Abu Bakr al-Baghdadi's convoy 'hit in military air strikes' - but Isis denies leader's death

Claims of successful attacks on the Isis leader have been made before

Adam Withnall
Sunday 11 October 2015 12:55 BST
Baghdadi apparently forced himself upon the women living in his house
Baghdadi apparently forced himself upon the women living in his house (AP)

The Iraqi air force claims to have successfully targeted the convoy of the Isis leader, Abu Bakr al-Baghdadi.

In a statement, the military said it had hit the convoy in an air raid, adding that his fate remains unknown.

The Iraqi military said: "Iraqi air forces have bombed the convoy of the terrorist Abu Bakr al-Baghdadi while he was heading to Karabla to attend a meeting with Daesh commanders."

The military said the location of the planned Isis meeting was also bombed, and that "many of the group's leaders were killed or wounded".

It said the fate of al-Baghdadi was "unknown". "He was carried away by a vehicle. His health condition is still unclear," the statement said.

A Twitter site which publishes statements from Islamic State said "rumours" that an air strike had targeted Baghdadi were false.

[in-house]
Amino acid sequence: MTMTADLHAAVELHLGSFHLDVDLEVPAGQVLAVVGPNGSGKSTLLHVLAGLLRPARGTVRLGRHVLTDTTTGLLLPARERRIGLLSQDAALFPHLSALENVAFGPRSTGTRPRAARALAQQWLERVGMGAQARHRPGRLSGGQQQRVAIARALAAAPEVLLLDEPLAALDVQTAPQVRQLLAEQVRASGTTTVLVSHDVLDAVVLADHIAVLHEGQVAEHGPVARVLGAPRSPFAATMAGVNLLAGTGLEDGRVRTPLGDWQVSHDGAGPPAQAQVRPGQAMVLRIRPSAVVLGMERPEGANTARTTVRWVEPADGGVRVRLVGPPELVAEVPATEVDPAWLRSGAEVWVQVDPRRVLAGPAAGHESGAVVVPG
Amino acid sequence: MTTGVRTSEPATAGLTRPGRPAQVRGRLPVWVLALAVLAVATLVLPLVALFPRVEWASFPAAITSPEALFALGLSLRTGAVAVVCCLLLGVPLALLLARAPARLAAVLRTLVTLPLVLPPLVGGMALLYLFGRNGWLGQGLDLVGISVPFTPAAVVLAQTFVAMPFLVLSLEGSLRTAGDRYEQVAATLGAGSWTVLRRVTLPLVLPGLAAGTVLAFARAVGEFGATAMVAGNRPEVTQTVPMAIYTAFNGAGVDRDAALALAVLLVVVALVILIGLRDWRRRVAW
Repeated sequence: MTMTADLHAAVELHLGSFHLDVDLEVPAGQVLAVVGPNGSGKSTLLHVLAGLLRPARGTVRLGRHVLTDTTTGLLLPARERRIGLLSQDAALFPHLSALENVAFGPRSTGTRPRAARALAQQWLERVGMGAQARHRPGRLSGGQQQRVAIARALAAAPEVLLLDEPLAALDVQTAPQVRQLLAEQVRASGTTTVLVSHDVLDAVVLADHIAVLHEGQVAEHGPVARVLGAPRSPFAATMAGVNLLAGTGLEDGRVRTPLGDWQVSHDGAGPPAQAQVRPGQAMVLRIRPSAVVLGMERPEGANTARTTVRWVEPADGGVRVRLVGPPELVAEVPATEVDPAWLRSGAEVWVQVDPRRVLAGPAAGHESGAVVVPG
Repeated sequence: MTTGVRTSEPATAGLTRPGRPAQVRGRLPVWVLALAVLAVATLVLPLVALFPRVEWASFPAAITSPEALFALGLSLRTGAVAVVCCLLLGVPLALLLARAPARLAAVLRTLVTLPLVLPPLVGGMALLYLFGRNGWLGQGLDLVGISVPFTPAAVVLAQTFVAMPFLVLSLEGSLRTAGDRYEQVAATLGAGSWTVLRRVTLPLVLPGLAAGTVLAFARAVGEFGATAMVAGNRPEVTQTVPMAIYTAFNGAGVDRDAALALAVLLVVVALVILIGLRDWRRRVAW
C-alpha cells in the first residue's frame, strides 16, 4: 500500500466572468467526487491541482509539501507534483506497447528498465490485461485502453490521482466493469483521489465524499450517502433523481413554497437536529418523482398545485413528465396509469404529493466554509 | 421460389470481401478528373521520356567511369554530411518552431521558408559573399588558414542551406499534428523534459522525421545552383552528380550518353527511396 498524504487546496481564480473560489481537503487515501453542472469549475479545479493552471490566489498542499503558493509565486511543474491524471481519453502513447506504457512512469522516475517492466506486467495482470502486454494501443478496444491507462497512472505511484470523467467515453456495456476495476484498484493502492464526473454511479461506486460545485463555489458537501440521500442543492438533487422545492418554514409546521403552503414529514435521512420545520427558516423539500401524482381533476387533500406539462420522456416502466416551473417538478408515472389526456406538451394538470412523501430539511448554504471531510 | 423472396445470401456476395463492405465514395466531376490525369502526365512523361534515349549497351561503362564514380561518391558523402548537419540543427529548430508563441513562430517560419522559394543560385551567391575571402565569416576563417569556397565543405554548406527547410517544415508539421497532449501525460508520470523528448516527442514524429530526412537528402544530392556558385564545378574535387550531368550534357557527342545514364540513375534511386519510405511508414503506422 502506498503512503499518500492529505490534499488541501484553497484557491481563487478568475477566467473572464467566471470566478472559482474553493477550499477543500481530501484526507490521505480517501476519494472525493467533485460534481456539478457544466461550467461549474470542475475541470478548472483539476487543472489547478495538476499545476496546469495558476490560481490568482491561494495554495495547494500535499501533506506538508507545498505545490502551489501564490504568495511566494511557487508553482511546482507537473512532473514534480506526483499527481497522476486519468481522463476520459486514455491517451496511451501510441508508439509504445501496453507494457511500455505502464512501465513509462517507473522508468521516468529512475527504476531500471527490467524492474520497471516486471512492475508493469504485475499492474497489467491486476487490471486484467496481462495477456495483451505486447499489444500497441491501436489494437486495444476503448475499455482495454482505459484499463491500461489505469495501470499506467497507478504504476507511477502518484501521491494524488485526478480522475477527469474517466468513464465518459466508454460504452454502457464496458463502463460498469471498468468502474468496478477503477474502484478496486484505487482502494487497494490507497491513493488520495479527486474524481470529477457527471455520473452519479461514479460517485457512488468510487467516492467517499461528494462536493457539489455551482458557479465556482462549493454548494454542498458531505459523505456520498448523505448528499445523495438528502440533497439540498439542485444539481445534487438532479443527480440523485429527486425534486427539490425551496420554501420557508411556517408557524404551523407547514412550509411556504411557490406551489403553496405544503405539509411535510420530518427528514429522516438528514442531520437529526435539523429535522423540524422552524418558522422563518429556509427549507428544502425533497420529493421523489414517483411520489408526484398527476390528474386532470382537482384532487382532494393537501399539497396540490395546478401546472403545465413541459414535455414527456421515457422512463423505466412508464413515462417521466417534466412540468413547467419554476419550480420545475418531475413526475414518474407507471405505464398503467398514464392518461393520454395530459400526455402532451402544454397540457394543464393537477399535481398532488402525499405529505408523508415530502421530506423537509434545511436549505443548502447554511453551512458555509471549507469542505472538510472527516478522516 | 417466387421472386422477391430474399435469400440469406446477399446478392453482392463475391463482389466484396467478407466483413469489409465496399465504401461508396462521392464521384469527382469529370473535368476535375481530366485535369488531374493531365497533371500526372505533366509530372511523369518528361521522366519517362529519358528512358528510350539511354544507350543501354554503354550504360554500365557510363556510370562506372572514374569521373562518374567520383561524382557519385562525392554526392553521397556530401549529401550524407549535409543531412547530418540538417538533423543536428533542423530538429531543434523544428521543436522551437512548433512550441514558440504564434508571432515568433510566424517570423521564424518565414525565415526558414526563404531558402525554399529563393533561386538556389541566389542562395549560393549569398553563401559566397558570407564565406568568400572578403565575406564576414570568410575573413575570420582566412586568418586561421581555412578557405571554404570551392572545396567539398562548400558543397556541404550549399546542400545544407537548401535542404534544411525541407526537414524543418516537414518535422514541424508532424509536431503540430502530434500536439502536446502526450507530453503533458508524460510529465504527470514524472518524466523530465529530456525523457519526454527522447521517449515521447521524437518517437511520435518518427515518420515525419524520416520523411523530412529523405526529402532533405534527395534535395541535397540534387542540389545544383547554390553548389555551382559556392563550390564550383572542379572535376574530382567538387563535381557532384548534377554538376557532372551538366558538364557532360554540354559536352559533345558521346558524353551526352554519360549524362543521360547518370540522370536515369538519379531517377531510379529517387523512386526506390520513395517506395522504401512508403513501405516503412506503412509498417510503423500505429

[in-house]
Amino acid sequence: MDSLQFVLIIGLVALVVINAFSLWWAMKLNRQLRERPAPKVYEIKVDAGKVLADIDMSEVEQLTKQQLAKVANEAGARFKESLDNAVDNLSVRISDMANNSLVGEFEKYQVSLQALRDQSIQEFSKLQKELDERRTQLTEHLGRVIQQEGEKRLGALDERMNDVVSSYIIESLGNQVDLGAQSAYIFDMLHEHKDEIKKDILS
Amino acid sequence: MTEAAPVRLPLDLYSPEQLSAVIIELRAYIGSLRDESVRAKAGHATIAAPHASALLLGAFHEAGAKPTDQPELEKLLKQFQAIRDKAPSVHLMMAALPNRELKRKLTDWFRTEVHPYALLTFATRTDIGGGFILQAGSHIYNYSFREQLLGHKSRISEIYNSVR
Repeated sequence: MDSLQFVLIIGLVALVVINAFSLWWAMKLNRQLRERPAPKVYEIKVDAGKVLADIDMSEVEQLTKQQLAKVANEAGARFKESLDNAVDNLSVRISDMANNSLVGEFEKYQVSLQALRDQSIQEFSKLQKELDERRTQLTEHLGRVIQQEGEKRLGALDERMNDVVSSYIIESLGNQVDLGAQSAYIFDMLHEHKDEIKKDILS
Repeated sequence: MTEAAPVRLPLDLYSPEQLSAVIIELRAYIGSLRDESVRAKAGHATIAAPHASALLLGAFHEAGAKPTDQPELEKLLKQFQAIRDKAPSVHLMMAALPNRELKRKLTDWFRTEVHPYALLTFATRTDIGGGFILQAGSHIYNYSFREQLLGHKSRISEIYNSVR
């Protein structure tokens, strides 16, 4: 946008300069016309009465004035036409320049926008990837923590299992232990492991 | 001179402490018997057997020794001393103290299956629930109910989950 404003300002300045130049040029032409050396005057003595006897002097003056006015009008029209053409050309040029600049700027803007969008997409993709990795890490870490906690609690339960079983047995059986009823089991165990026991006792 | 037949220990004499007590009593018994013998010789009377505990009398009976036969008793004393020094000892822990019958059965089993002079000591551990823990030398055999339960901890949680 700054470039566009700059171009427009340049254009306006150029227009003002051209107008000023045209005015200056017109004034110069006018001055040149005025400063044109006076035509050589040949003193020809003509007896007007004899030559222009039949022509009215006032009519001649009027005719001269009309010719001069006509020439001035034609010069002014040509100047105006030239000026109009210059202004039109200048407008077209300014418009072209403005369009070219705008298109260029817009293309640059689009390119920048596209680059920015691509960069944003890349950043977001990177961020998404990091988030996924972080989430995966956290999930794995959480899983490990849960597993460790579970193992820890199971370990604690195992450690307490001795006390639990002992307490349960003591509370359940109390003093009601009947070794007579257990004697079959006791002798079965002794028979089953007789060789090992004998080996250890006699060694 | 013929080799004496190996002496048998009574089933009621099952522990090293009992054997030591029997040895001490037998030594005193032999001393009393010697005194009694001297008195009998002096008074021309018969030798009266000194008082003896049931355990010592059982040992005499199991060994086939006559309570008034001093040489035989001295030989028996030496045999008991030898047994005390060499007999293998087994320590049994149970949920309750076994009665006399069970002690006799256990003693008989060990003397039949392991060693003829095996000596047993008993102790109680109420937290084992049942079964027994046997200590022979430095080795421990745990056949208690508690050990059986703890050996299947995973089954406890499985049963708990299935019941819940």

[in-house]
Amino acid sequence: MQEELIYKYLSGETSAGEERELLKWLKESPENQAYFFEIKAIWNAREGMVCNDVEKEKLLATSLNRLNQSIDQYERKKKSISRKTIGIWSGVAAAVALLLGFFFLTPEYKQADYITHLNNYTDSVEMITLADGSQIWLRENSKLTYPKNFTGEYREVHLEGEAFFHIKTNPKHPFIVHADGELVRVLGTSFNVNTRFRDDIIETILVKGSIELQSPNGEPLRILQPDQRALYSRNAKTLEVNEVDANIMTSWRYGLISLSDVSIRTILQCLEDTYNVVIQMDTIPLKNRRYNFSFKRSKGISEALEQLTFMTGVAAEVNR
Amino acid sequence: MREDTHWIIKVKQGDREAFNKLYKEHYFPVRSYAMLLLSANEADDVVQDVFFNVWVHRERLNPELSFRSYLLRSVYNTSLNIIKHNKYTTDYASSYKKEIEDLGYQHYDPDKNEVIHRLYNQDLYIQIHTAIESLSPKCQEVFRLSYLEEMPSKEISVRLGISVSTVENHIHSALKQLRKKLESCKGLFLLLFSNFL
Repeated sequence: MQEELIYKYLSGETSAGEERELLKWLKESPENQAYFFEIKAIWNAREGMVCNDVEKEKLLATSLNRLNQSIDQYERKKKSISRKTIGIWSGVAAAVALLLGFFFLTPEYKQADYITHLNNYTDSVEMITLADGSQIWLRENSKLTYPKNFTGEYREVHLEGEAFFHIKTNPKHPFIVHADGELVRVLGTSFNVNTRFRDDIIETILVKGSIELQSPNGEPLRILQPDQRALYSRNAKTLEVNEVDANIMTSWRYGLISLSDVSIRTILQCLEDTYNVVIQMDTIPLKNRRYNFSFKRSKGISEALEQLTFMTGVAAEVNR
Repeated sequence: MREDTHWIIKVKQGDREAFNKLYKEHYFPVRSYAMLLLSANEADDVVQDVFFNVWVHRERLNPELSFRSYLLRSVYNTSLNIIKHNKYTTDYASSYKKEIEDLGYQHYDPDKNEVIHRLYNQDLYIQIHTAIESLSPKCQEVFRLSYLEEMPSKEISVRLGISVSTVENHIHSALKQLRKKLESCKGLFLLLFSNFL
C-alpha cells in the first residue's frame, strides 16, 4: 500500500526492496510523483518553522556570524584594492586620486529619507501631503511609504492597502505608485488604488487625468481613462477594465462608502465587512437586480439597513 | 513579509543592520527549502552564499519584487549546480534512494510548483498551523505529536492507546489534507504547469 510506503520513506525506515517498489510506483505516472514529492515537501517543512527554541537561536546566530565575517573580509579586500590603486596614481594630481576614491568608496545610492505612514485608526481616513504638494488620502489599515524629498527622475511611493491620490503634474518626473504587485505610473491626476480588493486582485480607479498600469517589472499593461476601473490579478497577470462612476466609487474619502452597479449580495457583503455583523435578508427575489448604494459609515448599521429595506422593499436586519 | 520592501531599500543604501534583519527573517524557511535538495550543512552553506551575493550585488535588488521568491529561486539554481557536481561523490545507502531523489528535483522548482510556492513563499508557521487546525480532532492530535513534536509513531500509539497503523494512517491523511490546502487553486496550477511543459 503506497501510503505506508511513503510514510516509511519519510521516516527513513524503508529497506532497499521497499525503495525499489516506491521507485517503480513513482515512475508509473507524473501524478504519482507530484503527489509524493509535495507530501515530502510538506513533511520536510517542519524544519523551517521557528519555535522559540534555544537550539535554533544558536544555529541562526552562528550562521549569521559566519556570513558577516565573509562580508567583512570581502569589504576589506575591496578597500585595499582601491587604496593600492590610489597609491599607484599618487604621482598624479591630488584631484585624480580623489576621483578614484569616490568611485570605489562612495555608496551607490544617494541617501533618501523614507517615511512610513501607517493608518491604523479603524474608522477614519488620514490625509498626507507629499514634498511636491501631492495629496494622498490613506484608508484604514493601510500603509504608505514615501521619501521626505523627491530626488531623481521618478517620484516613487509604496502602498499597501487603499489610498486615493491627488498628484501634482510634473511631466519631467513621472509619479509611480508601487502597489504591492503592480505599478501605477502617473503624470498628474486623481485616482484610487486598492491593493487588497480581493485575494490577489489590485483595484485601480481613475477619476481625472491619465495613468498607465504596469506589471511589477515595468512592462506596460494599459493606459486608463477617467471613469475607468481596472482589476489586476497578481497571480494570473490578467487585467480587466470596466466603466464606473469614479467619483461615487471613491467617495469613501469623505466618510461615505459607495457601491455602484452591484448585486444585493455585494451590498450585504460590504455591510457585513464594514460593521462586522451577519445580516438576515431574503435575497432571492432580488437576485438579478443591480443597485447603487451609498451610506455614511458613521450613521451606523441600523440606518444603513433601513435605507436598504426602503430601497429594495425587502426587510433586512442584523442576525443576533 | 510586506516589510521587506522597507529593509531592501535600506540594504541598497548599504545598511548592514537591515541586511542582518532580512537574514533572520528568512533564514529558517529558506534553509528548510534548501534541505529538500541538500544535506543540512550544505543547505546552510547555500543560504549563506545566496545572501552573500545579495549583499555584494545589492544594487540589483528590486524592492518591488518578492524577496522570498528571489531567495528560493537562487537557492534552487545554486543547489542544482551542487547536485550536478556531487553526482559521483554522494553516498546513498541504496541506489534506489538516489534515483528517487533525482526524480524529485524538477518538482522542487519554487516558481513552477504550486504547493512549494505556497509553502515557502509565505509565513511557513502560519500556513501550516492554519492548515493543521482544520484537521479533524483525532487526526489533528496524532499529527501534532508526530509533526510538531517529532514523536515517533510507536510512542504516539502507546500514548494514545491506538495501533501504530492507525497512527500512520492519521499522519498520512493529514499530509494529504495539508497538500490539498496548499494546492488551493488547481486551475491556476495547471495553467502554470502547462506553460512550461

Hospital officials and local residents later told the Reuters news agency that at least eight senior figures from Isis were killed in the air strikes on the meeting, which struck two houses in the Anbar province of Iraq.

Similar claims of attacks targeting the figurehead for the military group have been made before. It was reported that al-Baghdadi was injured in an air strike in April this year, prompting speculation that he would be forced to step down.

In mid-May, the leader re-emerged in a new audio recording, apparently alive and well, calling on "every Muslim in every place" to join Isis or take up arms. Analysts at the time said it was clear that the release was aimed at dispelling rumours al-Baghdadi had been incapacitated or replaced.

Born in Samarra in 1971, al-Baghdadi was radicalised after the American invasion of Iraq and spent time in Camp Bucca, the main US-run prison in the country after Abu Ghraib.

He rose through the ranks of al-Qaeda upon his release, until the outbreak of the Syrian civil war presented him with new opportunities as the leader of a revamped "Islamic State of Iraq".

Since Isis's dramatic rise, al-Baghdadi has become one of the US's most-wanted terror targets - though the bounty on his head remains lower than that of Ayman al-Zawahiri, the al-Qaeda leader who cast him aside when that group denounced Isis.

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